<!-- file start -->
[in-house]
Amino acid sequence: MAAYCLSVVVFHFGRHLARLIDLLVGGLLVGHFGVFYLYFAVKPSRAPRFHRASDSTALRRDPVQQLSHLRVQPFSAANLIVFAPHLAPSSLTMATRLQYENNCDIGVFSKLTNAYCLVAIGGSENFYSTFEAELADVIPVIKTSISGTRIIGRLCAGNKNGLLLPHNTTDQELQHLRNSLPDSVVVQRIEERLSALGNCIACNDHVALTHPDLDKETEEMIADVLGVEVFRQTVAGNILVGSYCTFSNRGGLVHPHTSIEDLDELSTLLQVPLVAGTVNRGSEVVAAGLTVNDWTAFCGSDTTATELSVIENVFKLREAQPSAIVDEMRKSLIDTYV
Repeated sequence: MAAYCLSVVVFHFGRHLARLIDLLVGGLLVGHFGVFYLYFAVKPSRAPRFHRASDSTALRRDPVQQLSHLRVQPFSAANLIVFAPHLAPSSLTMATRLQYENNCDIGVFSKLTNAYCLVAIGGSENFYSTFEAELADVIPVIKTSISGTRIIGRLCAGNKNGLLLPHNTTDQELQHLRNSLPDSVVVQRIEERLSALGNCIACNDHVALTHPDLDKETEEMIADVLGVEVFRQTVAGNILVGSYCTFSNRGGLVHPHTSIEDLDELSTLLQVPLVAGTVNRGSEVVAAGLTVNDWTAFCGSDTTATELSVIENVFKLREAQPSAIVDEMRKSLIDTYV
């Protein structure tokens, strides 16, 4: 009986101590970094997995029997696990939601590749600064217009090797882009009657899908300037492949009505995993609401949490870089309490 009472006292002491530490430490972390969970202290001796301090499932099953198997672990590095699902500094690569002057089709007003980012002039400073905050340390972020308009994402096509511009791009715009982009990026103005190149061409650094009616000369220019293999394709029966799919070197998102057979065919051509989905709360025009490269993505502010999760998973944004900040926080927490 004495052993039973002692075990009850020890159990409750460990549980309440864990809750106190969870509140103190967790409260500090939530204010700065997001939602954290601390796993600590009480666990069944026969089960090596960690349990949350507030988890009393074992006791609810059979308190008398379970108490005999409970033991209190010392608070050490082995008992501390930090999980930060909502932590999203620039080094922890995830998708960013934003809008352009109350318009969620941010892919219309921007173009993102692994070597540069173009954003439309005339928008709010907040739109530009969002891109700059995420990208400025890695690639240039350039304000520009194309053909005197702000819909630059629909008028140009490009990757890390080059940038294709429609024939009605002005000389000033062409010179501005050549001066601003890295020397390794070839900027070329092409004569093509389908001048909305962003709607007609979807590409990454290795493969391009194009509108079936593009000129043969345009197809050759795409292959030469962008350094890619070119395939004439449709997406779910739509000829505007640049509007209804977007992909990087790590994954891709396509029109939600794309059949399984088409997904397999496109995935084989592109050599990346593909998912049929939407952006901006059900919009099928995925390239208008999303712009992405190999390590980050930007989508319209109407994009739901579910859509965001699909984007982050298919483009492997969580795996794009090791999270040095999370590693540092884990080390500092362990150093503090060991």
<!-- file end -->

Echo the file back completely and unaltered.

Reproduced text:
[in-house]
Amino acid sequence: MAAYCLSVVVFHFGRHLARLIDLLVGGLLVGHFGVFYLYFAVKPSRAPRFHRASDSTALRRDPVQQLSHLRVQPFSAANLIVFAPHLAPSSLTMATRLQYENNCDIGVFSKLTNAYCLVAIGGSENFYSTFEAELADVIPVIKTSISGTRIIGRLCAGNKNGLLLPHNTTDQELQHLRNSLPDSVVVQRIEERLSALGNCIACNDHVALTHPDLDKETEEMIADVLGVEVFRQTVAGNILVGSYCTFSNRGGLVHPHTSIEDLDELSTLLQVPLVAGTVNRGSEVVAAGLTVNDWTAFCGSDTTATELSVIENVFKLREAQPSAIVDEMRKSLIDTYV
Repeated sequence: MAAYCLSVVVFHFGRHLARLIDLLVGGLLVGHFGVFYLYFAVKPSRAPRFHRASDSTALRRDPVQQLSHLRVQPFSAANLIVFAPHLAPSSLTMATRLQYENNCDIGVFSKLTNAYCLVAIGGSENFYSTFEAELADVIPVIKTSISGTRIIGRLCAGNKNGLLLPHNTTDQELQHLRNSLPDSVVVQRIEERLSALGNCIACNDHVALTHPDLDKETEEMIADVLGVEVFRQTVAGNILVGSYCTFSNRGGLVHPHTSIEDLDELSTLLQVPLVAGTVNRGSEVVAAGLTVNDWTAFCGSDTTATELSVIENVFKLREAQPSAIVDEMRKSLIDTYV
């Protein structure tokens, strides 16, 4: 009986101590970094997995029997696990939601590749600064217009090797882009009657899908300037492949009505995993609401949490870089309490 009472006292002491530490430490972390969970202290001796301090499932099953198997672990590095699902500094690569002057089709007003980012002039400073905050340390972020308009994402096509511009791009715009982009990026103005190149061409650094009616000369220019293999394709029966799919070197998102057979065919051509989905709360025009490269993505502010999760998973944004900040926080927490 004495052993039973002692075990009850020890159990409750460990549980309440864990809750106190969870509140103190967790409260500090939530204010700065997001939602954290601390796993600590009480666990069944026969089960090596960690349990949350507030988890009393074992006791609810059979308190008398379970108490005999409970033991209190010392608070050490082995008992501390930090999980930060909502932590999203620039080094922890995830998708960013934003809008352009109350318009969620941010892919219309921007173009993102692994070597540069173009954003439309005339928008709010907040739109530009969002891109700059995420990208400025890695690639240039350039304000520009194309053909005197702000819909630059629909008028140009490009990757890390080059940038294709429609024939009605002005000389000033062409010179501005050549001066601003890295020397390794070839900027070329092409004569093509389908001048909305962003709607007609979807590409990454290795493969391009194009509108079936593009000129043969345009197809050759795409292959030469962008350094890619070119395939004439449709997406779910739509000829505007640049509007209804977007992909990087790590994954891709396509029109939600794309059949399984088409997904397999496109995935084989592109050599990346593909998912049929939407952006901006059900919009099928995925390239208008999303712009992405190999390590980050930007989508319209109407994009739901579910859509965001699909984007982050298919483009492997969580795996794009090791999270040095999370590693540092884990080390500092362990150093503090060991």